Saving the spoon-billed sandpiper
The available data suggest that the spoon-billed sandpiper population is undergoing a rapid decline and, if current trends continue, the species could be extinct within a decade.
- Due to the dramatic and continued population decline we are supporting a conservation breeding programme. A captive population of spoon-billed sandpipers has been established at the Wildfowl and Wetlands Trust (WWT) Slimbridge as a safety net in case the species goes extinct in the wild. When the environmental conditions are right, captive-bred birds could be released into the wild to supplement existing wild populations, or re-establish the species if it becomes extinct. This work is being undertaken in partnership with the WWT, Birds Russia, Birdlife International and the British Trust for Ornithology.
- Reducing the number of waders killed by bird trappers is essential if we are to increase juvenile survival rates (and thus the number of birds returning to the breeding grounds). Trapping of waders is being tackled through working with a wide range of partners in wintering countries. So far, by providing bird trappers with alternative livelihoods, hunting of waders has been halted at some critical sites. We'll be working to expand this approach to other critical sites across the wintering grounds, and the migration routes if necessary.
- Boosting productivity on the breeding grounds is also vitally important. Therefore, we are supporting a programme of work known as 'head-starting'. This involves moving eggs from nests on the tundra into incubators. Once the eggs hatch, the chicks are kept in aviaries until they are able to fly and are then released back into the wild. So far, head-starting has increased the number of chicks fledged per clutch by as much as 400 per cent.
- In the long term we need to ensure that a network of key intertidal staging posts are available for all wading birds, not just spoon-billed sandpipers. We are working with partners on protecting habitats through site designation (eg Ramsar), international flyway policy, possible casework and even through habitat creation and management (managed re-alignment, which is increasingly common in Europe, could be an option at some sites in the future).
- May 2011: we supported an expedition to Chukotka in the far north-east of Siberia to collect eggs and establish the conservation breeding programme.
- June and July 2011: the first eggs were collected, transferred to an incubator and hatched.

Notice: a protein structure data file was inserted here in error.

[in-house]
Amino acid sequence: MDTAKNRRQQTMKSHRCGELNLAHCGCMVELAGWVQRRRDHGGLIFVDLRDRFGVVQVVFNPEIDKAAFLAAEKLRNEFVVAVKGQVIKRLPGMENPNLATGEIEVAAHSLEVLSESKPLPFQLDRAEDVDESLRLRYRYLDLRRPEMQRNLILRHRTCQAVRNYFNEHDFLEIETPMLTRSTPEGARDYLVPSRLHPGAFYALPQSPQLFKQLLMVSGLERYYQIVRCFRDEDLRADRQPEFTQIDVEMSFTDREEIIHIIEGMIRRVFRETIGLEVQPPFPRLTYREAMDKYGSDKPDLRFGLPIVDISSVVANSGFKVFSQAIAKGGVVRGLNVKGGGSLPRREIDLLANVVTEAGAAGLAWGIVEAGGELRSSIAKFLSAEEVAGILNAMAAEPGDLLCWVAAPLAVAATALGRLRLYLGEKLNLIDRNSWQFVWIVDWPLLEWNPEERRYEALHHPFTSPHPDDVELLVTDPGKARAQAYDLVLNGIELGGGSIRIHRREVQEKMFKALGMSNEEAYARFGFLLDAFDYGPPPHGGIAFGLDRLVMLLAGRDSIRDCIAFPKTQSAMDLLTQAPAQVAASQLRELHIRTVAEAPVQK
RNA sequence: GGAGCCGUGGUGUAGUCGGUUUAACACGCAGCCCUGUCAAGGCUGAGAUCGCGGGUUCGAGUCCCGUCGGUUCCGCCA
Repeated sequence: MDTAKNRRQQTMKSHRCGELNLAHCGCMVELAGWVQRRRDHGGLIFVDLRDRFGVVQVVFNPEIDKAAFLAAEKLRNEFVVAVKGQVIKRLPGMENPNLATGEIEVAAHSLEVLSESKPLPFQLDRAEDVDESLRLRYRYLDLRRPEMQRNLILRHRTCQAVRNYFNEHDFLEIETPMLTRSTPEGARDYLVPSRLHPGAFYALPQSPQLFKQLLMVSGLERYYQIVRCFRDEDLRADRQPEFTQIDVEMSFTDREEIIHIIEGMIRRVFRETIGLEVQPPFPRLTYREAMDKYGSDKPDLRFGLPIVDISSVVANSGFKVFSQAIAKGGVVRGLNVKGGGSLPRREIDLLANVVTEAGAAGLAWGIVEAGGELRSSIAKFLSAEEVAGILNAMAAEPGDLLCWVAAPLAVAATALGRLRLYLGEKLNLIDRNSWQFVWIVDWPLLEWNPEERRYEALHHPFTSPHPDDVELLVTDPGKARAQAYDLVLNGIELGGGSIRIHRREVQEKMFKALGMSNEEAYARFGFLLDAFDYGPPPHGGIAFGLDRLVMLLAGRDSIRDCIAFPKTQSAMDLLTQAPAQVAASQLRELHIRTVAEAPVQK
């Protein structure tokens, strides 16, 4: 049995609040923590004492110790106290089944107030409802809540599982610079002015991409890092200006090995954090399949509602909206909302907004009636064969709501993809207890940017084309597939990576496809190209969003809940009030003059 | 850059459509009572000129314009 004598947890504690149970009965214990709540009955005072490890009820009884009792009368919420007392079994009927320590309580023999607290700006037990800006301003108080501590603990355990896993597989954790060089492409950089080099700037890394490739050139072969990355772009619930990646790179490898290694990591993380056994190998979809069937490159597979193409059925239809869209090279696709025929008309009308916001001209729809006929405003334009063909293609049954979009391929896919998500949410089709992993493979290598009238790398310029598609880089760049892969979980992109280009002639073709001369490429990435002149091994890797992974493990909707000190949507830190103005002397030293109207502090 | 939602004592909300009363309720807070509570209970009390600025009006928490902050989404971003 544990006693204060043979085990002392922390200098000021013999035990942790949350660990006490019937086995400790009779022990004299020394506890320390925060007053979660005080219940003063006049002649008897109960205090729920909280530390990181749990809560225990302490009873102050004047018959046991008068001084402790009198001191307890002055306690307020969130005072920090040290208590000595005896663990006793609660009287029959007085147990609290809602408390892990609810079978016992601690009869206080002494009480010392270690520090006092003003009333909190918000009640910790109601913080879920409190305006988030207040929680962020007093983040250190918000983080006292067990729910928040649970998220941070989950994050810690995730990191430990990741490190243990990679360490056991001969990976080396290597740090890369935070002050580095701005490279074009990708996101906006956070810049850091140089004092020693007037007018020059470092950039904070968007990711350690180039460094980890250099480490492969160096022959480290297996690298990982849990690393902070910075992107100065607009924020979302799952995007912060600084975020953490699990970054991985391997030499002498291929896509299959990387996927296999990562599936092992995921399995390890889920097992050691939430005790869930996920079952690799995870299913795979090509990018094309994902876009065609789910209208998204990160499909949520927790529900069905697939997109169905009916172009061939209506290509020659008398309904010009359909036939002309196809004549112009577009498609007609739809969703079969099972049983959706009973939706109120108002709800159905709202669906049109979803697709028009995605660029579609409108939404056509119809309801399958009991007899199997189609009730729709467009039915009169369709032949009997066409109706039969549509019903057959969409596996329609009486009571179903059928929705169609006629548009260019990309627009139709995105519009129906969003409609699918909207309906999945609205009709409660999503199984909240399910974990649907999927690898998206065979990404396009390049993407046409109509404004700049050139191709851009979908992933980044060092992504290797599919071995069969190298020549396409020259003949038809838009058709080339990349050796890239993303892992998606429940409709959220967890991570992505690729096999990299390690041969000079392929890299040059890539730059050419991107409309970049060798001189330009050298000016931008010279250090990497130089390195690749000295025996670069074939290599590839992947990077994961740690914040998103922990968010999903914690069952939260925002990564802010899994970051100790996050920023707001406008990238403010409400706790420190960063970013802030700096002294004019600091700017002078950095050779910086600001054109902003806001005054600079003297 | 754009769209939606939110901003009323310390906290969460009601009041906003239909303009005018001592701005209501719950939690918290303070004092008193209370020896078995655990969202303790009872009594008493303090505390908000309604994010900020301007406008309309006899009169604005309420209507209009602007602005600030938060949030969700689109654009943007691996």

- August-November 2011: chicks were transferred to Moscow Zoo for 30 days' quarantine and then on to WWT Slimbridge.
- February 2012: the Spoon-billed Sandpiper Task Force met in Palembang Indonesia.
- April 2012: 12 first-year birds were doing well in the conservation breeding facilities at WWT Slimbridge.
- 2012 and 2013: surveys of bird hunters were conducted in Myanmar and Bangladesh. They were then supported with alternative livelihoods while agreeing to cease hunting birds. Local conservation groups were also established, which included ex-hunters, to monitor local shorebird populations.
- June-July 2012: the RSPB supported a second expedition to Chukotka to collect eggs and bring them back to the UK. Seventeen chicks hatched at WWT Slimbridge to supplement the future conservation breeding programme.
- July 2012: an International Union for Conservation of Nature (IUCN) desk study was published (supported by the RSPB), identifying key issues for migratory shorebirds along the coast of the Yellow Sea between China and Korea.
- Summer 2013: the captive population at Slimbridge was doing well and needed no further supplementation. However, a third expedition to Chukotka was carried out, focusing on head-starting.
- 2013: Demarcation of a boundary for a potential Ramsar site in the Gulf of Mottama, Myanmar, was conducted with the involvement of national and local government officials.
- October 2014: the Spoon-billed Sandpiper Task Force met near one of the most important migratory stop-over sites in Jiangsu Province, China.
- Winters of 2013/14 and 2014/15: surveys were conducted in all wintering countries, with representatives from the RSPB supporting surveys in the most critical sites. Results indicated the population may be stabilising.
- The captive population at Slimbridge will be maintained, and is expected to start breeding soon. Head-starting work will continue.
- Work to protect and monitor spoon-billed sandpipers and their habitats will continue in Myanmar and Bangladesh. Support is being extended to Vietnam.
- An advocacy officer has been appointed to work in the region to work with NGOs and government agencies to improve habitat conservation across the flyway.
- The Wildfowl & Wetlands Trust
- Birds Russia
- BirdLife International
- British Trust for Ornithology
- East Asian-Australasian Flyway partnership
- Spoon-billed Sandpiper Task Force
- ArcCona Consulting
- Moscow Zoo
- Heritage Expeditions
- Bangladesh Spoon-billed Sandpiper Conservation Project
- Biodiversity and Nature Conservation Association (Myanmar)
- Bird Conservation Society of Thailand
- Viet Nature (Vietnam)